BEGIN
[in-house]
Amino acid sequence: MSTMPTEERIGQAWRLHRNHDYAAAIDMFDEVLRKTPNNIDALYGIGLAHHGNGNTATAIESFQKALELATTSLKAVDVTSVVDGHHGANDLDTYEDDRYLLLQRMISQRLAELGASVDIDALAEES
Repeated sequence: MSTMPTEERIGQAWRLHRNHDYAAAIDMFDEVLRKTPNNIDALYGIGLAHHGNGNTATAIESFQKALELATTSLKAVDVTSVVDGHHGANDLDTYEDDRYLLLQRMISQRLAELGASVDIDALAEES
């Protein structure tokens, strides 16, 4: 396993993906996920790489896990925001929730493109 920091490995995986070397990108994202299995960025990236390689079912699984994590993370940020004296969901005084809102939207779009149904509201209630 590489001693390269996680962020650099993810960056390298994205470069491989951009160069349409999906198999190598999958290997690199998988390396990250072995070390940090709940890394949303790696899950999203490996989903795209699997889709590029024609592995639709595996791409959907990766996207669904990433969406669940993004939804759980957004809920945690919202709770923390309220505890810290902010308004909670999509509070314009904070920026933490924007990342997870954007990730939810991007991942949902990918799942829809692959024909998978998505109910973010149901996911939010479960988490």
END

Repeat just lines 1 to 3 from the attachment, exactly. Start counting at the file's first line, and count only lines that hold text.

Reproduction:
[in-house]
Amino acid sequence: MSTMPTEERIGQAWRLHRNHDYAAAIDMFDEVLRKTPNNIDALYGIGLAHHGNGNTATAIESFQKALELATTSLKAVDVTSVVDGHHGANDLDTYEDDRYLLLQRMISQRLAELGASVDIDALAEES
Repeated sequence: MSTMPTEERIGQAWRLHRNHDYAAAIDMFDEVLRKTPNNIDALYGIGLAHHGNGNTATAIESFQKALELATTSLKAVDVTSVVDGHHGANDLDTYEDDRYLLLQRMISQRLAELGASVDIDALAEES